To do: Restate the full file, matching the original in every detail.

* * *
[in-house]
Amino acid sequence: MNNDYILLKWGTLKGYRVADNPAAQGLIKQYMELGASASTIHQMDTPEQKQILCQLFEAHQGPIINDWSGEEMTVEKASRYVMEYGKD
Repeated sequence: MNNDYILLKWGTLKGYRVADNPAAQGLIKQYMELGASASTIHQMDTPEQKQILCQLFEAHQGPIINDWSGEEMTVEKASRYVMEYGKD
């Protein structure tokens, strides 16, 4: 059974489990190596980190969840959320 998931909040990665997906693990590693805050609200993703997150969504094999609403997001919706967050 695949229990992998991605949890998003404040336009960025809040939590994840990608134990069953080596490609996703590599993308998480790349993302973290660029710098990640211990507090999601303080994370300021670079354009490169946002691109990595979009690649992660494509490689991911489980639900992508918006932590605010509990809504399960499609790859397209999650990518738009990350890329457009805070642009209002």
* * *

[in-house]
Amino acid sequence: MNNDYILLKWGTLKGYRVADNPAAQGLIKQYMELGASASTIHQMDTPEQKQILCQLFEAHQGPIINDWSGEEMTVEKASRYVMEYGKD
Repeated sequence: MNNDYILLKWGTLKGYRVADNPAAQGLIKQYMELGASASTIHQMDTPEQKQILCQLFEAHQGPIINDWSGEEMTVEKASRYVMEYGKD
């Protein structure tokens, strides 16, 4: 059974489990190596980190969840959320 998931909040990665997906693990590693805050609200993703997150969504094999609403997001919706967050 695949229990992998991605949890998003404040336009960025809040939590994840990608134990069953080596490609996703590599993308998480790349993302973290660029710098990640211990507090999601303080994370300021670079354009490169946002691109990595979009690649992660494509490689991911489980639900992508918006932590605010509990809504399960499609790859397209999650990518738009990350890329457009805070642009209002």